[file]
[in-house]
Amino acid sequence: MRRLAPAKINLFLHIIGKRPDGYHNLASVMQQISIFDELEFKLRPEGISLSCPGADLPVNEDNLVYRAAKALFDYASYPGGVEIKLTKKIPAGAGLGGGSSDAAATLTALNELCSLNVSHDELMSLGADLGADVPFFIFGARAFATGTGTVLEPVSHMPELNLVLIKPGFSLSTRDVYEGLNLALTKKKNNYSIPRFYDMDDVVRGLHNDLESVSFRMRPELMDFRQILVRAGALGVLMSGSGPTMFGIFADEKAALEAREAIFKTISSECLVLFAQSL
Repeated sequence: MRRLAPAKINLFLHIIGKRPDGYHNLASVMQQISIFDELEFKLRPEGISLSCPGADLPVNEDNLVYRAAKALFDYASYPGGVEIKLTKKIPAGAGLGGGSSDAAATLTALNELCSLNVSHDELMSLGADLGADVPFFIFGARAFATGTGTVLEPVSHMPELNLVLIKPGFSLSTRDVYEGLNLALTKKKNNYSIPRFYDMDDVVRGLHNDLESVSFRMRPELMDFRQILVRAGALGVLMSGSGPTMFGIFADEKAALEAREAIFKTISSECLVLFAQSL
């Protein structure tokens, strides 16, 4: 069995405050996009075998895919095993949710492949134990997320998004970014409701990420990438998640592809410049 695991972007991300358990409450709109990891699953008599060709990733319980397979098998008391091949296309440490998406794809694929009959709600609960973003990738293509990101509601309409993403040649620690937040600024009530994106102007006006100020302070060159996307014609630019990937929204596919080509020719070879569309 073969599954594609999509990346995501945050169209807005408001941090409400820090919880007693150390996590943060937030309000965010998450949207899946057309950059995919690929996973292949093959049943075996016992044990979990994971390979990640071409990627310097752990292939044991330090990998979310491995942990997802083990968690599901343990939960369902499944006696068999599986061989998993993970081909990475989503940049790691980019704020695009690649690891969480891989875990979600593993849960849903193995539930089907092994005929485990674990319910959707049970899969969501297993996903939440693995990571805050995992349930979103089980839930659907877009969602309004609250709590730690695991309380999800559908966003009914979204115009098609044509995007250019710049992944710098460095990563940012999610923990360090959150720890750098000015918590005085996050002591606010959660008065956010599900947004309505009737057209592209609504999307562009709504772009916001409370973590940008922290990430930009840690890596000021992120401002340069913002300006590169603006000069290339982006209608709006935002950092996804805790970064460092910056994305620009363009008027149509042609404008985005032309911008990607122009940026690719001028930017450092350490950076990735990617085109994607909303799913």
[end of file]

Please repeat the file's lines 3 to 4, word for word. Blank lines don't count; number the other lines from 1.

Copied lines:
Repeated sequence: MRRLAPAKINLFLHIIGKRPDGYHNLASVMQQISIFDELEFKLRPEGISLSCPGADLPVNEDNLVYRAAKALFDYASYPGGVEIKLTKKIPAGAGLGGGSSDAAATLTALNELCSLNVSHDELMSLGADLGADVPFFIFGARAFATGTGTVLEPVSHMPELNLVLIKPGFSLSTRDVYEGLNLALTKKKNNYSIPRFYDMDDVVRGLHNDLESVSFRMRPELMDFRQILVRAGALGVLMSGSGPTMFGIFADEKAALEAREAIFKTISSECLVLFAQSL
């Protein structure tokens, strides 16, 4: 069995405050996009075998895919095993949710492949134990997320998004970014409701990420990438998640592809410049 695991972007991300358990409450709109990891699953008599060709990733319980397979098998008391091949296309440490998406794809694929009959709600609960973003990738293509990101509601309409993403040649620690937040600024009530994106102007006006100020302070060159996307014609630019990937929204596919080509020719070879569309 073969599954594609999509990346995501945050169209807005408001941090409400820090919880007693150390996590943060937030309000965010998450949207899946057309950059995919690929996973292949093959049943075996016992044990979990994971390979990640071409990627310097752990292939044991330090990998979310491995942990997802083990968690599901343990939960369902499944006696068999599986061989998993993970081909990475989503940049790691980019704020695009690649690891969480891989875990979600593993849960849903193995539930089907092994005929485990674990319910959707049970899969969501297993996903939440693995990571805050995992349930979103089980839930659907877009969602309004609250709590730690695991309380999800559908966003009914979204115009098609044509995007250019710049992944710098460095990563940012999610923990360090959150720890750098000015918590005085996050002591606010959660008065956010599900947004309505009737057209592209609504999307562009709504772009916001409370973590940008922290990430930009840690890596000021992120401002340069913002300006590169603006000069290339982006209608709006935002950092996804805790970064460092910056994305620009363009008027149509042609404008985005032309911008990607122009940026690719001028930017450092350490950076990735990617085109994607909303799913």